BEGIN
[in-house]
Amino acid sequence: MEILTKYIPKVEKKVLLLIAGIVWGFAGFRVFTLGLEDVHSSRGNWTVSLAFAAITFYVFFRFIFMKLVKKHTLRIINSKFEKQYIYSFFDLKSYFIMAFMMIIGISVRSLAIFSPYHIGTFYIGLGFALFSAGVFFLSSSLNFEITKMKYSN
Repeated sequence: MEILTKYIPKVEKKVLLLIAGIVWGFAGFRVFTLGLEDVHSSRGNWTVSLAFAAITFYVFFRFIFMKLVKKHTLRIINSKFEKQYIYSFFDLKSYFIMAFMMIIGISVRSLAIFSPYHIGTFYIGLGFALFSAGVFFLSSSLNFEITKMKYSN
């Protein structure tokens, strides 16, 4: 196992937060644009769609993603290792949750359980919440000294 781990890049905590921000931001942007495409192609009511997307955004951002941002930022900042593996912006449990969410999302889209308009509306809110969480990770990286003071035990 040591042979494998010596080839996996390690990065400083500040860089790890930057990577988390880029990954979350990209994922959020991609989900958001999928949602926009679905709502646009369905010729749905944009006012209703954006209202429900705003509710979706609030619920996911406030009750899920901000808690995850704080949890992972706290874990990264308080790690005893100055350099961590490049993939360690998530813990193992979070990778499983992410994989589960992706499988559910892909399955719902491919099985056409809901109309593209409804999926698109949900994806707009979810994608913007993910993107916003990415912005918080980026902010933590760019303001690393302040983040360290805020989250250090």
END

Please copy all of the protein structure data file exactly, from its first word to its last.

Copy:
[in-house]
Amino acid sequence: MEILTKYIPKVEKKVLLLIAGIVWGFAGFRVFTLGLEDVHSSRGNWTVSLAFAAITFYVFFRFIFMKLVKKHTLRIINSKFEKQYIYSFFDLKSYFIMAFMMIIGISVRSLAIFSPYHIGTFYIGLGFALFSAGVFFLSSSLNFEITKMKYSN
Repeated sequence: MEILTKYIPKVEKKVLLLIAGIVWGFAGFRVFTLGLEDVHSSRGNWTVSLAFAAITFYVFFRFIFMKLVKKHTLRIINSKFEKQYIYSFFDLKSYFIMAFMMIIGISVRSLAIFSPYHIGTFYIGLGFALFSAGVFFLSSSLNFEITKMKYSN
């Protein structure tokens, strides 16, 4: 196992937060644009769609993603290792949750359980919440000294 781990890049905590921000931001942007495409192609009511997307955004951002941002930022900042593996912006449990969410999302889209308009509306809110969480990770990286003071035990 040591042979494998010596080839996996390690990065400083500040860089790890930057990577988390880029990954979350990209994922959020991609989900958001999928949602926009679905709502646009369905010729749905944009006012209703954006209202429900705003509710979706609030619920996911406030009750899920901000808690995850704080949890992972706290874990990264308080790690005893100055350099961590490049993939360690998530813990193992979070990778499983992410994989589960992706499988559910892909399955719902491919099985056409809901109309593209409804999926698109949900994806707009979810994608913007993910993107916003990415912005918080980026902010933590760019303001690393302040983040360290805020989250250090």